Using SQLSRV

Remarks

The SQLSRV driver is a Microsoft supported PHP extension that allows you to access Microsoft SQL Server and SQL Azure databases. It is an alternative for the MSSQL drivers that were deprecated as of PHP 5.3, and have been removed from PHP 7.


The SQLSRV extension can be used on the following operating systems:

  • Windows Vista Service Pack 2 or later
  • Windows Server 2008 Service Pack 2 or later
  • Windows Server 2008 R2
  • Windows 7

The SQLSRV extension requires that the Microsoft SQL Server 2012 Native Client be installed on the same computer that is running PHP. If the Microsoft SQL Server 2012 Native Client is not already installed, click the appropriate link at the "Requirements" documentation page.


To download the latest SQLSRV drivers, go to the following: Download

A full list of system requirements for the SQLSRV Drivers can be found here: System Requirements

Those using SQLSRV 3.1+ must download the Microsoft ODBC Driver 11 for SQL Server

PHP7 users can download the latest drivers from GitHub

Microsoft® ODBC Driver 13 for SQL Server supports Microsoft SQL Server 2008, SQL Server 2008 R2, SQL Server 2012, SQL Server 2014, SQL Server 2016 (Preview), Analytics Platform System, Azure SQL Database and Azure SQL Data Warehouse.

Creating a Connection

$dbServer = "localhost,1234"; //Name of the server/instance, including optional port number (default is 1433)
$dbName = "db001"; //Name of the database
$dbUser = "user"; //Name of the user
$dbPassword = "password"; //DB Password of that user

$connectionInfo = array(
    "Database" => $dbName, 
    "UID" => $dbUser,
    "PWD" => $dbPassword
);

$conn = sqlsrv_connect($dbServer, $connectionInfo);

SQLSRV also has a PDO Driver. To connect using PDO:

$conn = new PDO("sqlsrv:Server=localhost,1234;Database=db001", $dbUser, $dbPassword);

Fetching Query Results

There are 3 main ways to fetch results from a query:

sqlsrv_fetch_array()

sqlsrv_fetch_array() retrieves the next row as an array.

$stmt = sqlsrv_query($conn, $query);

while($row = sqlsrv_fetch_array($stmt)) {
    echo $row[0];
    $var = $row["name"];
    //...
}

sqlsrv_fetch_array() has an optional second parameter to fetch back different types of array: SQLSRV_FETCH_ASSOC, SQLSRV_FETCH_NUMERIC and SQLSRV_FETCH_BOTH(default) can be used; each returns the associative, numeric, or associative and numeric arrays, respectively.


sqlsrv_fetch_object()

sqlsrv_fetch_object() retrieves the next row as an object.

$stmt = sqlsrv_query($conn, $query);

while($obj = sqlsrv_fetch_object($stmt)) {
    echo $obj->field; // Object property names are the names of the fields from the query
    //...
}

sqlsrv_fetch()

sqlsrv_fetch() makes the next row available for reading.

$stmt = sqlsrv_query($conn, $query);

while(sqlsrv_fetch($stmt) === true) {
    $foo = sqlsrv_get_field($stmt, 0); //gets the first field -
}

Invoking a Stored Procedure

To call a stored procedure on the server:

$query = "{call [dbo].[myStoredProcedure](?,?,?)}"; //Parameters '?' includes OUT parameters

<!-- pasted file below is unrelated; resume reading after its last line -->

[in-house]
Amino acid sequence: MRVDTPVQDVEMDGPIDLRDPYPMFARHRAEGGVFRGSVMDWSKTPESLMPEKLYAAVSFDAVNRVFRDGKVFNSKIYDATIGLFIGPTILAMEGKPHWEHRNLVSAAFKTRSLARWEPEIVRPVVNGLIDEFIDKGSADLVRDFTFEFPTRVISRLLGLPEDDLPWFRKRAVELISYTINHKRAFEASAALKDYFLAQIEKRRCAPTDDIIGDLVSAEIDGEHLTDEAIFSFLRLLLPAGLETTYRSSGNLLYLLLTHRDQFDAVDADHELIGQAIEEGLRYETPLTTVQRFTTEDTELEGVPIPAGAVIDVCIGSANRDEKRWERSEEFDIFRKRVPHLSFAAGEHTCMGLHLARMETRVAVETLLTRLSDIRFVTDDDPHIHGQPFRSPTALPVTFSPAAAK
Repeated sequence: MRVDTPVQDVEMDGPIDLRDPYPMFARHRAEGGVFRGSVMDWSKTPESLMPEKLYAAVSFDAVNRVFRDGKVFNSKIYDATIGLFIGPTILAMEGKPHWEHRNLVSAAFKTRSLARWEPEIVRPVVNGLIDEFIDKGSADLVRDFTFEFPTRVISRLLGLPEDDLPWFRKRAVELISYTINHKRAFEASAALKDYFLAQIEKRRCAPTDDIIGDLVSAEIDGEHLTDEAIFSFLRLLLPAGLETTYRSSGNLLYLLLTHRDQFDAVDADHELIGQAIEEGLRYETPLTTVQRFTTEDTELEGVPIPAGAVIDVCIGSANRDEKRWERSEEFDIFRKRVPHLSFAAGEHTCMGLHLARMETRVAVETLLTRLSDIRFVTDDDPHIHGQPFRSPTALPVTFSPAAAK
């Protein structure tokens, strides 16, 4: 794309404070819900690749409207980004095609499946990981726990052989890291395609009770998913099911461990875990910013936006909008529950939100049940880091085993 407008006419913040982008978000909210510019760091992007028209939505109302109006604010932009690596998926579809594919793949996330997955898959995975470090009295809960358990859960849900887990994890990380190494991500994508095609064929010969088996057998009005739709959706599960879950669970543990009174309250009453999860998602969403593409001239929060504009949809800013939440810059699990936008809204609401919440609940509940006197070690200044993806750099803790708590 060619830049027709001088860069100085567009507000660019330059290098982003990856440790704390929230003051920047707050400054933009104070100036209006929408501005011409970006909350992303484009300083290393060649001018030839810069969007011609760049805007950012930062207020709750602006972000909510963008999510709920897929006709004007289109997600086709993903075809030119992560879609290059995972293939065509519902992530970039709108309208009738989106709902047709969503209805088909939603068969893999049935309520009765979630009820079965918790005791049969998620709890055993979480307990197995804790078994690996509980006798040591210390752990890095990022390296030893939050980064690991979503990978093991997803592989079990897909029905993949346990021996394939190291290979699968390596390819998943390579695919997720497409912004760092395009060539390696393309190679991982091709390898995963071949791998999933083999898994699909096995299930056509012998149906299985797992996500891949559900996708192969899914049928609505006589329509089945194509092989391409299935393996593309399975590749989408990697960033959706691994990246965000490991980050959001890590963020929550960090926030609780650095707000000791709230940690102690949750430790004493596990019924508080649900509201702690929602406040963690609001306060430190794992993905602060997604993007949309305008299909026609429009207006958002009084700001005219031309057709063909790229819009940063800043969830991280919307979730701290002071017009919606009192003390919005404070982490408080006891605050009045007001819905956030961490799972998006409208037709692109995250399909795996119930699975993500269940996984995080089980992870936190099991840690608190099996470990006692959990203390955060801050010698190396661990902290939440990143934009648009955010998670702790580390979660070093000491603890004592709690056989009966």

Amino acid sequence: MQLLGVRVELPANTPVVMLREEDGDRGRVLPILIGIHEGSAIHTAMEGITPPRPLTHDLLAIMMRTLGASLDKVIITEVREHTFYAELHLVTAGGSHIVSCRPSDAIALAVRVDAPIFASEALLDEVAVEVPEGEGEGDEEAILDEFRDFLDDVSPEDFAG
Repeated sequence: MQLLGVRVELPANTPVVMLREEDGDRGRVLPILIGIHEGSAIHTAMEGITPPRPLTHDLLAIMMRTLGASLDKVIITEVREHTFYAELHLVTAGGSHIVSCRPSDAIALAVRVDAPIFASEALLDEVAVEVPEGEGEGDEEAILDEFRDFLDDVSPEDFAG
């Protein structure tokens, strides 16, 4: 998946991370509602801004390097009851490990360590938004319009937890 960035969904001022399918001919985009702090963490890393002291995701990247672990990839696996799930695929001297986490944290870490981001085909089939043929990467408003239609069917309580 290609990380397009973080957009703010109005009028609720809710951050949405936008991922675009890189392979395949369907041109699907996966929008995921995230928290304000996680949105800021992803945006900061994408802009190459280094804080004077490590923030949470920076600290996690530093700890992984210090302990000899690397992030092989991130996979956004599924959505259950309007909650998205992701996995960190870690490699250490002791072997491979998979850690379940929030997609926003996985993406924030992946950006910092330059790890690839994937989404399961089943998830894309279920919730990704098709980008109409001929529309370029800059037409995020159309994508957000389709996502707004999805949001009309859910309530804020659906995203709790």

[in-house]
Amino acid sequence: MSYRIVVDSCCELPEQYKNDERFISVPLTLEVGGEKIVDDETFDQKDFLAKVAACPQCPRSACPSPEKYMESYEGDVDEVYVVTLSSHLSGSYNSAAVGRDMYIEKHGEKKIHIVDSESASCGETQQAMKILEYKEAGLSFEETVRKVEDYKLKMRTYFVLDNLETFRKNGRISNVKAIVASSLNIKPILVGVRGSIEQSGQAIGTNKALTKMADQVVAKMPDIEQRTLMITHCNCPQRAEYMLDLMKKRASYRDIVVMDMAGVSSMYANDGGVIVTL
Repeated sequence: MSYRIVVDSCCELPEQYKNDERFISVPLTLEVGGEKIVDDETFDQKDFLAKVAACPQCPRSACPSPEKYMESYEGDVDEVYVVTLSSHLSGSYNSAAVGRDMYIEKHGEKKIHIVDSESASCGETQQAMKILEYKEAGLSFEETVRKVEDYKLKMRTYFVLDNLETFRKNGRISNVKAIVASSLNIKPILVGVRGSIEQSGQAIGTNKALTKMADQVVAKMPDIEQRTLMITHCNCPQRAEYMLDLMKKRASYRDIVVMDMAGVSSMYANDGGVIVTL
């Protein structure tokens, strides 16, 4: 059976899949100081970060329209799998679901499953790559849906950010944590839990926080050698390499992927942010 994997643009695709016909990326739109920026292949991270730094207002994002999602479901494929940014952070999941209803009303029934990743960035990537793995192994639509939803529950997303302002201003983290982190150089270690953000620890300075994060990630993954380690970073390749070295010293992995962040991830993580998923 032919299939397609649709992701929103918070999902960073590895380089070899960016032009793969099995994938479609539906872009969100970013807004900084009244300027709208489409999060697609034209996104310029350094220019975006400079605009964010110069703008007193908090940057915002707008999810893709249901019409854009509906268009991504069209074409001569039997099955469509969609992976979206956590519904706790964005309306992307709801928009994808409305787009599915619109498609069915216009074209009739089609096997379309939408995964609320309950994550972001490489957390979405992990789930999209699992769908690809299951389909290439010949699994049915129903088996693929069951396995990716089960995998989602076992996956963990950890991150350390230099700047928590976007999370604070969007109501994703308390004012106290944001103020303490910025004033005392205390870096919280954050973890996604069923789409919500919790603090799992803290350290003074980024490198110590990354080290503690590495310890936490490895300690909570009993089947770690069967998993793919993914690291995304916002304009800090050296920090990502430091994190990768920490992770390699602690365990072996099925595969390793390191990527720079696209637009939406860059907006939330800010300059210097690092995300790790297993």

$params = array(
    array($name, SQLSRV_PARAM_IN),
    array($age, SQLSRV_PARAM_IN),
    array($count, SQLSRV_PARAM_OUT, SQLSRV_PHPTYPE_INT) //$count must already be initialised
);

$result = sqlsrv_query($conn, $query, $params);

Making a Parameterised Query

$conn = sqlsrv_connect($dbServer, $connectionInfo);

$query = "SELECT * FROM [users] WHERE [name] = ? AND [password] = ?";
$params = array("joebloggs", "pa55w0rd");

$stmt = sqlsrv_query($conn, $query, $params);

If you plan on using the same query statement more than once, with different parameters, the same can be achieved with the sqlsrv_prepare() and sqlsrv_execute() functions, as shown below:

$cart = array(
    "apple" => 3,
    "banana" => 1,
    "chocolate" => 2
);

$query = "INSERT INTO [order_items]([item], [quantity]) VALUES(?,?)";
$params = array(&$item, &$qty); //Variables as parameters must be passed by reference

$stmt = sqlsrv_prepare($conn, $query, $params);

foreach($cart as $item => $qty){
    if(sqlsrv_execute($stmt) === FALSE) {
        die(print_r(sqlsrv_errors(), true));
    }
}

Making a Simple Query

//Create Connection
$conn = sqlsrv_connect($dbServer, $connectionInfo);

$query = "SELECT * FROM [table]"; 
$stmt = sqlsrv_query($conn, $query);

Note: the use of square brackets [] is to escape the word table as it is a reserved word. These work in the same way as backticks ` do in MySQL.

Retrieving Error Messages

When a query goes wrong, it is important to fetch the error message(s) returned by the driver to identify the cause of the problem. The syntax is:

sqlsrv_errors([int $errorsOrWarnings]);

This returns an array with:

KeyDescription
SQLSTATEThe state that the SQL Server / OBDC Driver is in
codeThe SQL Server error code
messageThe description of the error

It is common to use the above function like so:

$brokenQuery = "SELECT BadColumnName FROM Table_1";
$stmt = sqlsrv_query($conn, $brokenQuery);

if ($stmt === false) {
    if (($errors = sqlsrv_errors()) != null) {
        foreach ($errors as $error) {
            echo "SQLSTATE: ".$error['SQLSTATE']."<br />";
            echo "code: ".$error['code']."<br />";
            echo "message: ".$error['message']."<br />";
        }
    }
}